This piece kind of reminds me of high school. But also, it fits the feel/mood/emotion of the novel. I have always loved how the solo voice comes in with the main motif around 2:45—and promptly catches at 3:05.
It all started with that damn table.
We have a table that we use for performances. It’s big. Solid wood. Pretty heavy, but I could shift it myself, which made me proud. “Stronger than I look.” “Wiry muscles.” “I can do it.”
Until suddenly, I couldn’t.
Then I started getting a feeling like standing on the edge of the high dive: pounding heart and shortened breath. Only I’d be reading a book on my couch, Guinness curled at my feet.
“I think you may have a bit of anxiety,” my doctor said.
But that damn table. That damn table kept getting heavier. During shows, my breath control shook like a faulty foundation. I couldn’t switch from sprinting around the stage to strolling on singing. I had a blood test done and got so tired that I crashed a friend’s house to steal a half-hour nap between work and choir.
Most importantly: I couldn’t write. Oh, I’d try. I’d sit down with an outline and a heap of images and an idea of where I wanted the story to go, but the words came out like mud: ugly and thick. I know what it’s like to soar on story, and I was barely crawling.
And so I felt very bad about myself.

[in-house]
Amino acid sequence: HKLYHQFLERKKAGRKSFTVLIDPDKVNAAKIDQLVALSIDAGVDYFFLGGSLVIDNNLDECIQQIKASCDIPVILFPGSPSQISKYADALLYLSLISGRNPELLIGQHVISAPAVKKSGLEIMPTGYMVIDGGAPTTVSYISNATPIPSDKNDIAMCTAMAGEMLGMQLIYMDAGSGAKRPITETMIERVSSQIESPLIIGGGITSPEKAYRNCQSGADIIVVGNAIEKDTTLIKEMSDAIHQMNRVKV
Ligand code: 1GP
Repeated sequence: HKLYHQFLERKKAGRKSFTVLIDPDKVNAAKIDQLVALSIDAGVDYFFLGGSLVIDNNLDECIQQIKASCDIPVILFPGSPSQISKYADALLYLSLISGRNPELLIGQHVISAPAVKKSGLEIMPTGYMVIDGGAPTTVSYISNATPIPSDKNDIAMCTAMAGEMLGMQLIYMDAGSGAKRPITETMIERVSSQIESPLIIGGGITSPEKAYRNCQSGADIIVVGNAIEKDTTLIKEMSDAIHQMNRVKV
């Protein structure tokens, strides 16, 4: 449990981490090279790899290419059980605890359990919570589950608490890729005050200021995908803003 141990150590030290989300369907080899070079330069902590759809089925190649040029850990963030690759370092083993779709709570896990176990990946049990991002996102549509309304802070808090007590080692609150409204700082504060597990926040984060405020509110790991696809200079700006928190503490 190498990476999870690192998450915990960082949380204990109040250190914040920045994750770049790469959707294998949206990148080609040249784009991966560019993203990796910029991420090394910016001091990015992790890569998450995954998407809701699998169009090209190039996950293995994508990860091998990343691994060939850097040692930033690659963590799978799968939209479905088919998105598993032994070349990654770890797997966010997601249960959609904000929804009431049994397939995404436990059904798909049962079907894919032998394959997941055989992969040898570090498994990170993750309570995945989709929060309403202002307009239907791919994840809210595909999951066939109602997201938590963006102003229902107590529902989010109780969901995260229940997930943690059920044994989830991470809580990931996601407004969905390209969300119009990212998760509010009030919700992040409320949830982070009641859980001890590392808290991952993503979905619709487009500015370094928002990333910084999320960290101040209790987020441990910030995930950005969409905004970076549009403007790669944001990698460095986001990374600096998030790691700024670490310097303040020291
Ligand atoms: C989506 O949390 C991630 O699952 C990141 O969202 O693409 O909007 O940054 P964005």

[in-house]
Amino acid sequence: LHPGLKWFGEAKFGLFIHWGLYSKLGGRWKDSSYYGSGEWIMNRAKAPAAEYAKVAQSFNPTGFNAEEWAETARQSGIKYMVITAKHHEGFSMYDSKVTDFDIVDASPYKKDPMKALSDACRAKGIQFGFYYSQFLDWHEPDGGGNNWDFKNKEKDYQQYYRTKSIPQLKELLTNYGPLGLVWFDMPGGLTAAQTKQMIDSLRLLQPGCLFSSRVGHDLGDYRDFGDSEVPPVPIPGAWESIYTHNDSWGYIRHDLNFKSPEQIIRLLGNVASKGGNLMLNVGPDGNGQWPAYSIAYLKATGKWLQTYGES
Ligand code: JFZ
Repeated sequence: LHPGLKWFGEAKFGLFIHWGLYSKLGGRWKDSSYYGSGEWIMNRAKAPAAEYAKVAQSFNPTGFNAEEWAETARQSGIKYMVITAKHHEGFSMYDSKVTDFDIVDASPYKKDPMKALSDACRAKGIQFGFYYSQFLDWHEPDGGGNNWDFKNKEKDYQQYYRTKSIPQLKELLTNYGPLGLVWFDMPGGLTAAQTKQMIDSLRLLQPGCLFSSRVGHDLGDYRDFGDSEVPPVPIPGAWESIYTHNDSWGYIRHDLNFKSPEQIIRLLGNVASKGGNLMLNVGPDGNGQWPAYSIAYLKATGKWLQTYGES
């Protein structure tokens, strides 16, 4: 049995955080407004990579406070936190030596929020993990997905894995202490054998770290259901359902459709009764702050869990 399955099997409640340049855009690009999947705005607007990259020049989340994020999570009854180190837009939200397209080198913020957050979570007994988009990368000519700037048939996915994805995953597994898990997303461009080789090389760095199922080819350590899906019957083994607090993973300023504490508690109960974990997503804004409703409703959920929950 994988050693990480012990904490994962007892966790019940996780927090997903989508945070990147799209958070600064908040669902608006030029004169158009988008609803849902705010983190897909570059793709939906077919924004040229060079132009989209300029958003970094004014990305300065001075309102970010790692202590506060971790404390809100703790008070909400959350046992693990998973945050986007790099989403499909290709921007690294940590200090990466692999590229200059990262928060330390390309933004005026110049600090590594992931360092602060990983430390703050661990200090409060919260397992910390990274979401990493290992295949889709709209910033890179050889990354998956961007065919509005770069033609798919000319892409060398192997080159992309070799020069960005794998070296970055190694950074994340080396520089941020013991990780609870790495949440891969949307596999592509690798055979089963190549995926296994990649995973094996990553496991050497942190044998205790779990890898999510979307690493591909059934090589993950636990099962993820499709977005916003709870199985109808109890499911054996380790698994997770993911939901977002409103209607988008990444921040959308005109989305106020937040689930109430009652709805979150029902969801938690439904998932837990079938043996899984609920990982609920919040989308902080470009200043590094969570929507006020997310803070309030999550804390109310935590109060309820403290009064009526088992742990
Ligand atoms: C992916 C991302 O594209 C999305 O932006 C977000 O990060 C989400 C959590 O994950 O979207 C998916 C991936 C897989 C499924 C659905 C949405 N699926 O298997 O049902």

I said some not-very-nice things to myself.
I called my mom a lot.
Then the doctor called with entirely unsurprising news. Anaemia. Again. Though my iron stores are not objectively low, apparently I kind of suck at making blood.
But more than that—I think I burnt myself out. Too many late nights. Too little recovery time. Too much weight on my shoulders; too much stress that I’d simply swallowed down until my body said, “F*** you, f*** this, I quit.”
So I made an agreement with myself: a week off. Any previously booked appointments and commitments, I’d do, but nothing else. No writing, no submitting, no worrying about writing. Just reading, music, and early bedtimes. At that point, I was desperate enough to try anything.
We’re nearing the end of that week, and it’s been…hard. In creative and freelance careers, busy-ness is next to godliness. We must always be working. Always eager for more. If we cannot—if we cannot produce, if we buckle under the constant strain—we take it as a sign that our secret fears are true—we are not tough enough for this vocation. We may as well go home.